CASPER, Wyo. — The Wyoming House of Representatives adopted two amendments to House Bill 1004 during the special session on Friday, May 15 which make changes to proposed COVID-19 relief programs for small businesses in the state.
The largest of the three programs was initially slated to be a $175 million coronavirus business relief loan program. However, some in the state’s banking industry indicated that Wyoming banks are already overwhelmed managing a high volume of Small Business Administation Paycheck Protection Program loans.
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House District 27 Representative Mike Greear introduced an amendment in order “to make this a better, cleaner bill, more workable for people.” The House adopted Greear’s amendment which does away with the proposed loan program and turns it into a stipend program.
The amendment does not modify the overall funding that would go toward the proposed program. With the amendment, the bill proposes appropriating $275 million of $1.25 billion in federal Coronavirus, Aid, Relief and Economic Security (CARES) Act qualifying funding which has been received by the state toward the following three programs:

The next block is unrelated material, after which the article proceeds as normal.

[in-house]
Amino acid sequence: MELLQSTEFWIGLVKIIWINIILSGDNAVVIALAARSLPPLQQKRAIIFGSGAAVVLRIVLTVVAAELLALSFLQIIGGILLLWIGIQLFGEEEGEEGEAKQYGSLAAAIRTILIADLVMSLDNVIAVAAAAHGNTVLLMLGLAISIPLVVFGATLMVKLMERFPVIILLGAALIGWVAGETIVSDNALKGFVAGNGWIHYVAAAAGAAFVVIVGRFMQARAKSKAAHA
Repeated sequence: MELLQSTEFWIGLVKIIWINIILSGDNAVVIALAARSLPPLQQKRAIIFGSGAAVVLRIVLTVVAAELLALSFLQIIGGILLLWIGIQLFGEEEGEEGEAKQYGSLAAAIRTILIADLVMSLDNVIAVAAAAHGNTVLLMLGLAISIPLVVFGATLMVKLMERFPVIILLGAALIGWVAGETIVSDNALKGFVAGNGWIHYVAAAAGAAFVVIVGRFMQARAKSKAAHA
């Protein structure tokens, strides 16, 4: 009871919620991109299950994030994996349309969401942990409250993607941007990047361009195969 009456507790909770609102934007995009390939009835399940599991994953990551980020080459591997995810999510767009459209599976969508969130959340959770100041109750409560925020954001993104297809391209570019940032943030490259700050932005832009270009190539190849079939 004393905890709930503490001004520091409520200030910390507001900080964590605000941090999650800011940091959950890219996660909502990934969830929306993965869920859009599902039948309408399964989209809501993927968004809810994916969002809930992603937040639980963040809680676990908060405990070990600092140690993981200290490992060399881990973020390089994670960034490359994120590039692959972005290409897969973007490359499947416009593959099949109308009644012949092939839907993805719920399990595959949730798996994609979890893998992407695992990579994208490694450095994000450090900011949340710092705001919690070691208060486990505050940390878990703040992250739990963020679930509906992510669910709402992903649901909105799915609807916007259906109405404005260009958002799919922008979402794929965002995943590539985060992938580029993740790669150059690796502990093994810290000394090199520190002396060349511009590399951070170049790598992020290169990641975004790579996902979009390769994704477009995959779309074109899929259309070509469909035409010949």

- $50 million for the Wyoming business interruption stipend program
- $175 million for the coronavirus business relief stipend program
- $50 million for the coronavirus mitigation stipend program
“Every business has risks,” Greear said in explaining his amendment. “Business owners understand that they have to deal with those risks. We’re fortunate to be in a position as the House of Representatives to be able to help deal with the risk that came out of the blue.”
Greear noted that the he had left other aspect of the $175 million business relief program unchanged in the amendment. To be eligible, businesses would still have to be Wyoming owned and operated with 100 employees or fewer.
The stipend program would be administered by the Wyoming Business Council and businesses would be required to certify they are eligible.
“The applicant will submit a plan on a simple form to the business council,” Greear explained. “I hope that to be a very, very simple form.”
The WBC could still partner with financial institutions to help administer the stipends.
“The business council may go ahead and contract with our financial institutions,” Greear said. “Banks may be in good place to get the word out and help get applications in.”
He said one main eligibility requirement would be to show that a business intends to try to continue operating in Wyoming, with a requirement that they agree to continue operating in Wyoming for at least three years. The up to $300,000 stipends could be used to pay for the following, according to the amendment: